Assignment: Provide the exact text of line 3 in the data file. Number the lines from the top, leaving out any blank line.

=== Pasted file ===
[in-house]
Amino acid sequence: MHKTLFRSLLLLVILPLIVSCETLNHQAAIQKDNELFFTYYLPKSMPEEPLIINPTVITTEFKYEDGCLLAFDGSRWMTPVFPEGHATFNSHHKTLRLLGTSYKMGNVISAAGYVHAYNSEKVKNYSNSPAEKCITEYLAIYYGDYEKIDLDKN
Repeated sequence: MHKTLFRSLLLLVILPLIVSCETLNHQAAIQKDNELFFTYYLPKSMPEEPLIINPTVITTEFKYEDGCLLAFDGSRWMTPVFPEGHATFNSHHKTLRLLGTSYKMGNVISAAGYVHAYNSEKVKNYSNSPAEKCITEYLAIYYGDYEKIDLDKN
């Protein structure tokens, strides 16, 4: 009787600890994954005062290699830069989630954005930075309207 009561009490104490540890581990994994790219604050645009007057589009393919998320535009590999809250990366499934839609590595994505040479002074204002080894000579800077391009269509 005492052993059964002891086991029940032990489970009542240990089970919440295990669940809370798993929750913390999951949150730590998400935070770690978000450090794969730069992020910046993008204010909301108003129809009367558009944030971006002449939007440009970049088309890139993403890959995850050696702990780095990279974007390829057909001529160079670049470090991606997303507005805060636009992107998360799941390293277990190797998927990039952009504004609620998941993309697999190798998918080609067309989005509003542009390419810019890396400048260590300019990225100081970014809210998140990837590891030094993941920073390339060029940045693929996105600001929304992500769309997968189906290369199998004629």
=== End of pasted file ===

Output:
Repeated sequence: MHKTLFRSLLLLVILPLIVSCETLNHQAAIQKDNELFFTYYLPKSMPEEPLIINPTVITTEFKYEDGCLLAFDGSRWMTPVFPEGHATFNSHHKTLRLLGTSYKMGNVISAAGYVHAYNSEKVKNYSNSPAEKCITEYLAIYYGDYEKIDLDKN